Senior NFL Columnist

Broncos' Moore survives, grows stronger from his Buckner moment

Jacoby Jones gathers in the pass that left Rahim Moore and Broncos fans in pain. (Getty Images)
Jacoby Jones gathers in the pass that left Rahim Moore and Broncos fans in pain. (Getty Images)

ENGLEWOOD, Colo. -- Around and around the ceiling fan blades went, never stopping, never slowing, and with each nocturnal moment Denver Broncos safety Rahim Moore spent watching them, the pain of what happened earlier kept him awake and glued to their every move, even if his mind was miles away.

He tried to sleep that night, but the pit in his stomach and the anger from what had transpired on the field earlier that day kept him awake all night.

It's hard to go to sleep as a goat.

It's even harder when an entire nation watched you misplay a ball that could have cost your team a Super Bowl chance, one that enabled the Baltimore Ravens to tie the Broncos in the closing seconds of the AFC Divisional Playoff game last January. Baltimore won that game in overtime, and then went on to win the Super Bowl.

Moore's misplay of that ball was Denver's equivalent of the Bill Buckner ground ball going through his legs for the Boston Red Sox and their fans.

Sleep? You try to sleep with that weighing on your mind.

"I had my 1-year old nephew with me that night, but even when he fell asleep I couldn't," Moore said. "I watched that ceiling fan all night."

The name Rahim Moore is now synonymous with blunders in big moments, right there with a lot of other professional athletes known for their miscues, guys who have tried to run from the shadow of failure for their entire lives. Moore's was a doozy, and, even worse, it came at the conclusion of a playoff thriller.

The Ravens trailed by seven with under a minute left and were at their own 30 facing a third down and 10. The Broncos rushed three -- a strange decision on its own -- and that allowed Flacco to step up in the pocket to fire a rifle shot to Jacoby Jones, just over the fingertips of Moore. Jones gathered in the pass and ran in for the tying touchdown with 31 seconds left in the game.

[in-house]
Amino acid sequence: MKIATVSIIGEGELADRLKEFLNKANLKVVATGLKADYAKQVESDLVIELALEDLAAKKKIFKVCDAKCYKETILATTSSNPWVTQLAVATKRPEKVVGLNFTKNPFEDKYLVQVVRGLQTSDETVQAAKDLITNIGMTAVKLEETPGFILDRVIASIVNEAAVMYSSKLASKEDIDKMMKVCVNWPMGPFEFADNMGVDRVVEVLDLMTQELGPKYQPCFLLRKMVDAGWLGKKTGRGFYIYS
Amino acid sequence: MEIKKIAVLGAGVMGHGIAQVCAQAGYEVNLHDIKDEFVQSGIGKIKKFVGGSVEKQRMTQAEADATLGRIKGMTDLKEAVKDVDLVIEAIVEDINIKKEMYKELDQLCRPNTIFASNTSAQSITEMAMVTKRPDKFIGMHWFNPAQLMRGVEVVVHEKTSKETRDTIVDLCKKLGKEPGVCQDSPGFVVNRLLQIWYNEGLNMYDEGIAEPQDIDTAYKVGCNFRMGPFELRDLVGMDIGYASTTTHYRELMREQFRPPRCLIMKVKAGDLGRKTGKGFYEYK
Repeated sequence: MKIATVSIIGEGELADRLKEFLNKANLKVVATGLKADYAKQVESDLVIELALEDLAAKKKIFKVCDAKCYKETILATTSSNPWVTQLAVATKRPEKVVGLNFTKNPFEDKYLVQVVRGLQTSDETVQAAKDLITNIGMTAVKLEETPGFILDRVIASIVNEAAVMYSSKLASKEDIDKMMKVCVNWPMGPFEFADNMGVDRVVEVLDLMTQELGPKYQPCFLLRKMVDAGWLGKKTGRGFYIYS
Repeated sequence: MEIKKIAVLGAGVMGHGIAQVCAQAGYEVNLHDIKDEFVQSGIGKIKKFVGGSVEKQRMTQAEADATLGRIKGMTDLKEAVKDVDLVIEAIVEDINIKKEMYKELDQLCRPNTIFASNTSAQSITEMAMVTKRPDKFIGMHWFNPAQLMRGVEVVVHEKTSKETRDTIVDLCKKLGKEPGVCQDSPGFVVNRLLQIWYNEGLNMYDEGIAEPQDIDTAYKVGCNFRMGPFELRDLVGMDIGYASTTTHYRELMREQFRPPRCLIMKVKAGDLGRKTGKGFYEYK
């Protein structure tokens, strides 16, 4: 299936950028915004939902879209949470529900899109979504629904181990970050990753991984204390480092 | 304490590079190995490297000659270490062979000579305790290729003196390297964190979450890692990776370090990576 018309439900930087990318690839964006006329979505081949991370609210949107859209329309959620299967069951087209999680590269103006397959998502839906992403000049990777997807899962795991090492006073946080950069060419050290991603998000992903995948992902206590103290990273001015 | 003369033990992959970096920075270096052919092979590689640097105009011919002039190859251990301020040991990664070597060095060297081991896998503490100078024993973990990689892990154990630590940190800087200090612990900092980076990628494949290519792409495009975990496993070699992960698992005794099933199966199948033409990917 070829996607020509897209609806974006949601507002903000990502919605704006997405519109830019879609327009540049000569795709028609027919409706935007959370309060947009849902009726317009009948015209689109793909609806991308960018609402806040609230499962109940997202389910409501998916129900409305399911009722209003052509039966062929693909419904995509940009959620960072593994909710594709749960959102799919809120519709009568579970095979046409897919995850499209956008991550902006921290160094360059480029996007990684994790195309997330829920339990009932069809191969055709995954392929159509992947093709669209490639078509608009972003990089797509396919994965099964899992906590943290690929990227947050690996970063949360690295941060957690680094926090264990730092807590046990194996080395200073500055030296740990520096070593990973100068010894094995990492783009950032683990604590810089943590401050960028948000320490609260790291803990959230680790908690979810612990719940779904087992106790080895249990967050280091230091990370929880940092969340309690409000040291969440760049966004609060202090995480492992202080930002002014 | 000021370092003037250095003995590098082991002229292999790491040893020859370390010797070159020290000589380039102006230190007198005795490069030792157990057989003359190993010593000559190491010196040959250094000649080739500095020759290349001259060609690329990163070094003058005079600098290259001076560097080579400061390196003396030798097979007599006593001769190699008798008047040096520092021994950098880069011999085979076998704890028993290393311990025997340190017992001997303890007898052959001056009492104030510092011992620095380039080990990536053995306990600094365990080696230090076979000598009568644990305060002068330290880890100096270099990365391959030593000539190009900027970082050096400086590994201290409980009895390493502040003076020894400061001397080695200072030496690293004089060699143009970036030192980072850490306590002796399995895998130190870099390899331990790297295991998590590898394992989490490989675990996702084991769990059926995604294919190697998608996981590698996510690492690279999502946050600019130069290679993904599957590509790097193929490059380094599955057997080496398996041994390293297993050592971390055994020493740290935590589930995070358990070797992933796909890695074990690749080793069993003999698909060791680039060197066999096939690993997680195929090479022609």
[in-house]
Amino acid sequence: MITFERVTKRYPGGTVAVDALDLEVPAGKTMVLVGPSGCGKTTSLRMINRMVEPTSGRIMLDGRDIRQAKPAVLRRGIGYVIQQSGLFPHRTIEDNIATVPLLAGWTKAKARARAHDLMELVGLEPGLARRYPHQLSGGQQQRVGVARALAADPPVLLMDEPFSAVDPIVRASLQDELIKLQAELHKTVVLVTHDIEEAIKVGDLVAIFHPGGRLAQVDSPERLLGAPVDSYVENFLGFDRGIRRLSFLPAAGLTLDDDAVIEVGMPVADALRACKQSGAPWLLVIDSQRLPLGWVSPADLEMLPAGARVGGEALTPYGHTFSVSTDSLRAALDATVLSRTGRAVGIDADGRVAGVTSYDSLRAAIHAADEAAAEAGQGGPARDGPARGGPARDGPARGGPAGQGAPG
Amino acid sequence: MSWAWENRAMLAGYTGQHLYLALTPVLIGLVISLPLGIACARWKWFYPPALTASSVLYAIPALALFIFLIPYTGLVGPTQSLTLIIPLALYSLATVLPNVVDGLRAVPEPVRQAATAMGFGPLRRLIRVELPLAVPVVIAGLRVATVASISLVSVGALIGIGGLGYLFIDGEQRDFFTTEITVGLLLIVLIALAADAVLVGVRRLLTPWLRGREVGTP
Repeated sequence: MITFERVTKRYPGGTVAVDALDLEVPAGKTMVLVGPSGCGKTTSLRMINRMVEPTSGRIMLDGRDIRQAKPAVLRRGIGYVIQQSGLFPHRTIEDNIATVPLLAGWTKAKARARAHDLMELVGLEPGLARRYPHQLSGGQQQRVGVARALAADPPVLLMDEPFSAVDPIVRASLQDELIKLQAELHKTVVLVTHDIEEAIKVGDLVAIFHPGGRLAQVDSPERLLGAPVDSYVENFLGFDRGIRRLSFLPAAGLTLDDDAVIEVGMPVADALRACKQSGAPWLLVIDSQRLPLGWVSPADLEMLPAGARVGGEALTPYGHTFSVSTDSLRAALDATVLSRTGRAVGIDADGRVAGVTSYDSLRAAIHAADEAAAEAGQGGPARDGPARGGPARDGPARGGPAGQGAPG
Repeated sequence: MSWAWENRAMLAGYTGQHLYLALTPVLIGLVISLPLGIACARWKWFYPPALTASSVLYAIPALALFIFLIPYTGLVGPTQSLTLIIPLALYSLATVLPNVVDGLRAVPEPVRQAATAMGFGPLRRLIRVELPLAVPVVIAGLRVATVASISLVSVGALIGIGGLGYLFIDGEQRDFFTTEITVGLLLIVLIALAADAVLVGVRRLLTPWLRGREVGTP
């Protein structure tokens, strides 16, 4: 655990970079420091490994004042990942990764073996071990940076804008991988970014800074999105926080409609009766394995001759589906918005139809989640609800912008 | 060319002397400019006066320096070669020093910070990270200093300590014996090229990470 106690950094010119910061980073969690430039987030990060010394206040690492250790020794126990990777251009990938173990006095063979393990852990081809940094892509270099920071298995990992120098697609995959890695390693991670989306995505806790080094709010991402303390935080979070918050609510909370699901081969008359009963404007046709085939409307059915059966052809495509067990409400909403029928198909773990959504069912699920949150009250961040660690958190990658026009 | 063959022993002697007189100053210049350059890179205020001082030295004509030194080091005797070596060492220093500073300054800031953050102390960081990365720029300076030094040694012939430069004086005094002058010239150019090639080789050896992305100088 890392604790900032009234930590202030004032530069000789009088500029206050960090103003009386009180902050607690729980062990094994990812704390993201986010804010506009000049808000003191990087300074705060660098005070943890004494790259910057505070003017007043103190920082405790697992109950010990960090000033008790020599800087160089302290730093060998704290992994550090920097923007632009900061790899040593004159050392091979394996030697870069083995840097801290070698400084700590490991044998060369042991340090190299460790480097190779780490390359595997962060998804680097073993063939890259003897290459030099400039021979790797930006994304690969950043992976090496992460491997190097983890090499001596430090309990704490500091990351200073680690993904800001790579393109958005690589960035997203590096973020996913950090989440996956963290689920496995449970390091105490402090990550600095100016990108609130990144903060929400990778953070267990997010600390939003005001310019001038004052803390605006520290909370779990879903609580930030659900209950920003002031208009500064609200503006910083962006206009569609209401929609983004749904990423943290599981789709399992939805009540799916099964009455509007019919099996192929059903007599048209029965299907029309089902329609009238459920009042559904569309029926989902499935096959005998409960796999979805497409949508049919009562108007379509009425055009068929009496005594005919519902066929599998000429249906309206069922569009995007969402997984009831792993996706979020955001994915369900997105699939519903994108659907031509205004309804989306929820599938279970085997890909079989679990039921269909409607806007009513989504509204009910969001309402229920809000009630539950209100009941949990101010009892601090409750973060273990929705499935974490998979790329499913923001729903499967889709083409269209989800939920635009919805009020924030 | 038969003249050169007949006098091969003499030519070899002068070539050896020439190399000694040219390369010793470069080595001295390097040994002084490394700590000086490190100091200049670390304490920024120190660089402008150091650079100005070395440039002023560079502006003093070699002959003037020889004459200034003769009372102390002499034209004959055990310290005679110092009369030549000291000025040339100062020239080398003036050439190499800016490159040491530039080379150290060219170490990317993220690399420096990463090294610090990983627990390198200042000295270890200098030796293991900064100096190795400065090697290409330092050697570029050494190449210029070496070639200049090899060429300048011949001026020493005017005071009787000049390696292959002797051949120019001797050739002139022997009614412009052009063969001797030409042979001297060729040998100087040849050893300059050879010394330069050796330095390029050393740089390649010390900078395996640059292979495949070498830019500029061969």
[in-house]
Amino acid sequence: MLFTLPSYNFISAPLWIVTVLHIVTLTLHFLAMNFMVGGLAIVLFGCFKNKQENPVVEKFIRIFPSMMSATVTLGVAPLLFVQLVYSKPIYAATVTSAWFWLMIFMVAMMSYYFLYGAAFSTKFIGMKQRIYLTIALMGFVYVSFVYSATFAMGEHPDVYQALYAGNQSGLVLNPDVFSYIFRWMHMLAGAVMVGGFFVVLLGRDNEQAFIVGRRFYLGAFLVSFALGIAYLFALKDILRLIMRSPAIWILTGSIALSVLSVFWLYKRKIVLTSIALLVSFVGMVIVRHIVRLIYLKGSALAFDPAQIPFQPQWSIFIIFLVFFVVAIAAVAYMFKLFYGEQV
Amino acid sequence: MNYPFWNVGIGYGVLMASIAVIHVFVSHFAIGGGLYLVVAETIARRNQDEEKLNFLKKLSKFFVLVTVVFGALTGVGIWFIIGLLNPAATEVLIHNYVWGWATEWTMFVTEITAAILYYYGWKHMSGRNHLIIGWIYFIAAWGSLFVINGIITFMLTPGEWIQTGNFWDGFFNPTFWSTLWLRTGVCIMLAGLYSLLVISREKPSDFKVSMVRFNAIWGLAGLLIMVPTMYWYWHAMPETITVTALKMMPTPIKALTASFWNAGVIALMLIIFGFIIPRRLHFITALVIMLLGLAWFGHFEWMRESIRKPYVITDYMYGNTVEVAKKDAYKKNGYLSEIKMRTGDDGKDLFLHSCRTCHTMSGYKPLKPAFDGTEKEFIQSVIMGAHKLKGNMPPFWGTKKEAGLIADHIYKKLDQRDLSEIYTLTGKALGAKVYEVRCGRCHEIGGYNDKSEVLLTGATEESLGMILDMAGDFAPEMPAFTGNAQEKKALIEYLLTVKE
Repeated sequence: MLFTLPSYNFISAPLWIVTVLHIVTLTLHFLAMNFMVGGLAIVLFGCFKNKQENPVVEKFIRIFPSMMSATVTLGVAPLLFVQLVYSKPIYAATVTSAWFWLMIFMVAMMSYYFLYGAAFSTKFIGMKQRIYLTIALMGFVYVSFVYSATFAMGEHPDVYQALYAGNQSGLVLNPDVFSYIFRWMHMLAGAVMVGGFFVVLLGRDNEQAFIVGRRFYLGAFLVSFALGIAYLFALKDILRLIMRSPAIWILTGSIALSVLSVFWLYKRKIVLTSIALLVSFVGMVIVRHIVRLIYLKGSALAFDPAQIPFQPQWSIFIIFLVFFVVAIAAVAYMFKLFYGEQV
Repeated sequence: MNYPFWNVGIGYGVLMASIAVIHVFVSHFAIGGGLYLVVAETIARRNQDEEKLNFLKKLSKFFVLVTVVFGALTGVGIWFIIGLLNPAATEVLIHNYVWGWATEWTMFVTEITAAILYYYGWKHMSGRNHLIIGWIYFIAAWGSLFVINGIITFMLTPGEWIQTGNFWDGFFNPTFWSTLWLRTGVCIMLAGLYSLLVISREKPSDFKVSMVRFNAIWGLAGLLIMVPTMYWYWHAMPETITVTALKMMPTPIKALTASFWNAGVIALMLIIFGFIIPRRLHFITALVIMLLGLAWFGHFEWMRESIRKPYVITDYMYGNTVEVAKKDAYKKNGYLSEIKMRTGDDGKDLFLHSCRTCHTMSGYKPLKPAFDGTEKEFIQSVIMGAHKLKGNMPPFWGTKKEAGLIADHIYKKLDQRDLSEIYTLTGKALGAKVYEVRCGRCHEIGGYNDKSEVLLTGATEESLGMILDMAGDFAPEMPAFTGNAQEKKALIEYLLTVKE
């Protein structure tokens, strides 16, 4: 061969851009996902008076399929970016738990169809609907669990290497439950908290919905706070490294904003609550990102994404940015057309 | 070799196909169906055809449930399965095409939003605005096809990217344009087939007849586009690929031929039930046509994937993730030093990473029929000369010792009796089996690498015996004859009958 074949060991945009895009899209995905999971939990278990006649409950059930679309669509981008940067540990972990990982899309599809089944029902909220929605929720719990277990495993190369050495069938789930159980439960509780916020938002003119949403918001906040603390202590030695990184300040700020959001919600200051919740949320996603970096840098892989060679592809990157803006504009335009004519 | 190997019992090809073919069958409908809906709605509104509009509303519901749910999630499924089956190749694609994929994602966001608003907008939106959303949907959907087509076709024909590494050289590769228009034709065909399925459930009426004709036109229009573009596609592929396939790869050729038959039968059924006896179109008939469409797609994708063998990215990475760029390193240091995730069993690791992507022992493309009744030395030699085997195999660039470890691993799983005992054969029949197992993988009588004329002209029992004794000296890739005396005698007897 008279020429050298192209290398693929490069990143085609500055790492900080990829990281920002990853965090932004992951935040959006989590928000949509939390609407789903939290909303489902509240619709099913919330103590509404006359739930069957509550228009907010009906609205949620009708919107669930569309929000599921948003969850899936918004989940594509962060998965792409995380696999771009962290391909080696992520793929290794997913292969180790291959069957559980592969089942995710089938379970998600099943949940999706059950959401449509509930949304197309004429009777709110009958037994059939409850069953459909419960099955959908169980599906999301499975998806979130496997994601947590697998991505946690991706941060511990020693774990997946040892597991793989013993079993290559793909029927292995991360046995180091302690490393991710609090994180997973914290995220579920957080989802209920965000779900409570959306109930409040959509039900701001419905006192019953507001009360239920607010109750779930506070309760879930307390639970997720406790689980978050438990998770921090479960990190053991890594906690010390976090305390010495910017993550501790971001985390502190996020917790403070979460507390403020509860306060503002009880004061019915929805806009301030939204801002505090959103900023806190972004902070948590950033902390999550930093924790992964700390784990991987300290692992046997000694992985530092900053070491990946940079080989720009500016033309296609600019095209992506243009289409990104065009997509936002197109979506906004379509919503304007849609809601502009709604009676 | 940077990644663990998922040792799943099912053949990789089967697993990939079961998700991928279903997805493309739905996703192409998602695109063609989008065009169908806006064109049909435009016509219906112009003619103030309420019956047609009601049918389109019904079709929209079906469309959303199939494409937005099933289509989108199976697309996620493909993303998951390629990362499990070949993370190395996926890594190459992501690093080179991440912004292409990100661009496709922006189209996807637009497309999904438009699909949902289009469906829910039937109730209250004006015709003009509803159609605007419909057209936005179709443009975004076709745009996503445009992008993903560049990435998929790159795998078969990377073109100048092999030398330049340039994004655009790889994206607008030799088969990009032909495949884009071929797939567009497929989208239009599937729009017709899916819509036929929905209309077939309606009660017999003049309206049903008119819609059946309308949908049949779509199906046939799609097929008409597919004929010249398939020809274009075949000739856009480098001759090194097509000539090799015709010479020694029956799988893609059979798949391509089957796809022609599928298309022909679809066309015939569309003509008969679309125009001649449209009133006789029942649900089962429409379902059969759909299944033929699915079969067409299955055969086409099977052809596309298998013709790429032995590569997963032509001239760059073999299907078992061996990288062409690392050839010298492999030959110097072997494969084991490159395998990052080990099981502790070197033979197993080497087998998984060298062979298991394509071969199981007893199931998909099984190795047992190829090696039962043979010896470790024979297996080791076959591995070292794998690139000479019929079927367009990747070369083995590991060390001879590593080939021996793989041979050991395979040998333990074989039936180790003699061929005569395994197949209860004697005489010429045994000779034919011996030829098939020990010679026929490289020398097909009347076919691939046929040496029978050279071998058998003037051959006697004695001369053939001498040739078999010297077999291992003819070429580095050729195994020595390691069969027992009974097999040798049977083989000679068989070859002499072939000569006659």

When the Ravens won it 38-35 on a field goal in overtime, it meant Moore's name would live for a long time in the nastiness of the Broncos fans.

"I was very close to getting it," Moore said. "The ball travels more through the thin air in our stadium. You have to know how to time it. I was in great position. There were certain things with my footwork that I did wrong. I needed to stay confident in what I was doing. I got too excited, I believe. I got a little too excited, and then I kind of panicked a little bit."

Truth be known, there was a lot of fault on that play. Corner Tony Carter, lined up on the left side, was too far off against Jones. He had no chance to get his hands on him, and then when Jones ran by him, Carter kind of sat down in nowhere-land, even though he should have continued down the field. That forced Moore to try to make a great play to get over and have a chance. Flacco's throw was perfect to prevent it.

Nobody around the Broncos will publicly say Carter deserved his share of the blame, but the tape tells the story. Was Moore blameless? No. A look at the tape shows him backpedaling to open the play, which was the right technique, but he turned inside for a second to look at Dennis Pitta running down the seam. That caused him to stumble when he opened back outside and hurt his angle to the ball.

Flacco also had Anquan Boldin open on the other side in the deep seam. What if he had gone there? Rahim Moore would probably just be another good, young safety on a good team rather than a player Denver fans have spent months shredding and Baltimore fans have spent months thanking.

As the offseason progressed, there was talk that the Broncos should even replace Moore, that he wasn't good enough. Those were simply knee-jerk reactions from those who don't pay attention.